Almost everything was banned in prison. Everything. Talking was forbidden. Communication was forbidden. No internet. No phones. You weren’t allowed to discuss anything or write what you wanted. If you wrote a letter in which you mentioned something the guard did not want, or in which you gave specific details about your situation, the letter would never leave the prison walls. If your parents sent you a letter that conveyed news the US government did not want you to know, you would never receive it. You couldn’t choose the movies or TV programs you were shown. When I reached home, my parents gave me a small smartphone, with which I could watch whatever I wanted. Ironically, I just wanted to search for the things I used to listen to in prison. I wanted to listen to the music I listened to by chance in prison and watch the movies they allowed us to watch. I searched for these because they were comforting and familiar. All I knew was a life behind bars. I started looking for Polish movies although I did not understand that language. I looked for them, nonetheless, only because I watched them while I was prison. I searched for things that I used to hear on the guards’ radio and things they would allow us to listen to, like rap music. I used to search for those things. I had also a major problem in dealing with people. It became a problem because, for instance, I started going into the house without closing the door behind me. Although I am known for being a man of morals, I would get angry really quickly when talking to people. Recurrent dreams about going back to prison kept haunting me. Every time I got into a room, I had the urge to reorganize it the same way as my Guantanamo Bay cell. I wanted to have the Guantanamo Bay cell back again and rest while watching the same movies we had been allowed to watch. I wanted nothing new. Honestly, freedom is important, but the only thing that bothers me still is that I haven’t got my freedom yet. I am a human being who wants his freedom, and I want it by peaceful means. I don’t believe in violence, and I think that nothing good comes of violence. I am so happy for getting this freedom and I hope for it to be complete.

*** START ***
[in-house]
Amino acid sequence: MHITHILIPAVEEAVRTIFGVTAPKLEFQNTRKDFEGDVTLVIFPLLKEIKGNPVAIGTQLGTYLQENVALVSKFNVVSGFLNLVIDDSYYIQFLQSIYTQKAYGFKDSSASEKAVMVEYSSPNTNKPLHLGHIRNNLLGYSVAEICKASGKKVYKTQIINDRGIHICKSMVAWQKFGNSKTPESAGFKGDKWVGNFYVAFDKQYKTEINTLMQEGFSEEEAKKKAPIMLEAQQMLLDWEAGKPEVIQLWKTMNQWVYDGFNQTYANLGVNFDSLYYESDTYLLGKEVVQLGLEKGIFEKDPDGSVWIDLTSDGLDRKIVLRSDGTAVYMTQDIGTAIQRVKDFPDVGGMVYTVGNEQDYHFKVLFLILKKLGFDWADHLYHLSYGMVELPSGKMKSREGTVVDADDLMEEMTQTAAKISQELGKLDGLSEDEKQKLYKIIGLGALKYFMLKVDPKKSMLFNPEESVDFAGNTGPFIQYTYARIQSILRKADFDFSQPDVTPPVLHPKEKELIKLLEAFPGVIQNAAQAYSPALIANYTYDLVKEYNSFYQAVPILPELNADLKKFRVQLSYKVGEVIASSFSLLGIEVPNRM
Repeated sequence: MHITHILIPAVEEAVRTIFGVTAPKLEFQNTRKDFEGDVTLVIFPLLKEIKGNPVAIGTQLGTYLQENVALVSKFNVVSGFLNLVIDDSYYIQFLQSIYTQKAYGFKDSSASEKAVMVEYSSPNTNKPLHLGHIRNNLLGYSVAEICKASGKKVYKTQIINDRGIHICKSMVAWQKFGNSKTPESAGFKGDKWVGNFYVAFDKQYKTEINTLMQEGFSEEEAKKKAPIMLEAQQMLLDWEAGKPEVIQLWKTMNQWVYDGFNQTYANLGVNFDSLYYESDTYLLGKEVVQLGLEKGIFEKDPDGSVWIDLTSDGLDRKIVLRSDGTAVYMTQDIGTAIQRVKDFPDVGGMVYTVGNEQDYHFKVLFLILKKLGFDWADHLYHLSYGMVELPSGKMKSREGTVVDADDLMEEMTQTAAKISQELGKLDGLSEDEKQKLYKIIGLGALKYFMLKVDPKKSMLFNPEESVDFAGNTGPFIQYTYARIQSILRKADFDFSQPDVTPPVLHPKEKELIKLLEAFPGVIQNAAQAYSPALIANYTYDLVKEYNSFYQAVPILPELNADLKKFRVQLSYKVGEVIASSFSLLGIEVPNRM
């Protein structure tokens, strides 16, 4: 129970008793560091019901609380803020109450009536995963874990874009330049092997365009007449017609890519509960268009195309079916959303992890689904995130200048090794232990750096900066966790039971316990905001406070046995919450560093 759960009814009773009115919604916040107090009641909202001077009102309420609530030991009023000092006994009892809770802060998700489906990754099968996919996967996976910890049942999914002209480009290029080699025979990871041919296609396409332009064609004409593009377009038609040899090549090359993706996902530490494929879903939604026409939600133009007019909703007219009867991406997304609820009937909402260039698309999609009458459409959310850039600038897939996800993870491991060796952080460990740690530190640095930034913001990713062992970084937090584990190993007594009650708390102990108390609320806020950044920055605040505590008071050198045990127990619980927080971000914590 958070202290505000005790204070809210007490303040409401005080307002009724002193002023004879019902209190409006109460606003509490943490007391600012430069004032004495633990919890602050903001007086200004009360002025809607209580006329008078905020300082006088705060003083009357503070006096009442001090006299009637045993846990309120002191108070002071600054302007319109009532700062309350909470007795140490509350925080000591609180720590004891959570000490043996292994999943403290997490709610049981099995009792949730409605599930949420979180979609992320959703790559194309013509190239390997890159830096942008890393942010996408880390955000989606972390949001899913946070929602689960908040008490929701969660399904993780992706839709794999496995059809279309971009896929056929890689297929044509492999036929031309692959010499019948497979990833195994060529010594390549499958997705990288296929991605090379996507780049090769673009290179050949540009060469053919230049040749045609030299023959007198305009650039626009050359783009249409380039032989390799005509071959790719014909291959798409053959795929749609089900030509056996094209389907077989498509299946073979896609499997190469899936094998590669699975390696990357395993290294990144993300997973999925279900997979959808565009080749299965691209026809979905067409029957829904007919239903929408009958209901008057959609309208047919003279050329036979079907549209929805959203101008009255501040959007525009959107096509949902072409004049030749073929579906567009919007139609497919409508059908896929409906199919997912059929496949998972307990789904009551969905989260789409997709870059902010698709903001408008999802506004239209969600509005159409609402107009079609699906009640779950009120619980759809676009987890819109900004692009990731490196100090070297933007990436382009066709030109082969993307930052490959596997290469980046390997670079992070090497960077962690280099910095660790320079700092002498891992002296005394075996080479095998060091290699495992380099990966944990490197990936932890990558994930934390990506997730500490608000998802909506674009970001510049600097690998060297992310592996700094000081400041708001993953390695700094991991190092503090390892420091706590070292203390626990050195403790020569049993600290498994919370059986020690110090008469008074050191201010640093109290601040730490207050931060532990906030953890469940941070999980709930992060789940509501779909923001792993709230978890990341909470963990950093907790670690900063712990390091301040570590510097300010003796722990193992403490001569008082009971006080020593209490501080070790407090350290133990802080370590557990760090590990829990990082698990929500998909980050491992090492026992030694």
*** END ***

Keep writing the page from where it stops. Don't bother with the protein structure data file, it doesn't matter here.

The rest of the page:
What help did you have after you were released from Guantanamo?
The government didn’t offer any help. Socially and legally, I was honestly surprised by the overwhelming number of letters and emails I received from all over the world. I realized that the world was not divided into Arabs, Europeans, Chinese, but it was only divided between good and indifferent people. This is the world. People from all religions, cultures and races supported me, not because I am Mohammad. I am a poor unknown Bedouin; my father died when I was young. People who stood by my side and helped me were noble and good, and they believed in humanity and morals. I am thankful for that and for their support. I shall not forget that, including PEN's support. PEN backed me and spent a night reading and talking about my book while I was in prison. I didn’t know of that night until after my release. I kept going into YouTube to listen to it time and again. I still have it on my hard drive, and it still moves me to tears sometimes. People read and don’t understand what was removed by the government, but I laugh because, on the whole, I know what was removed.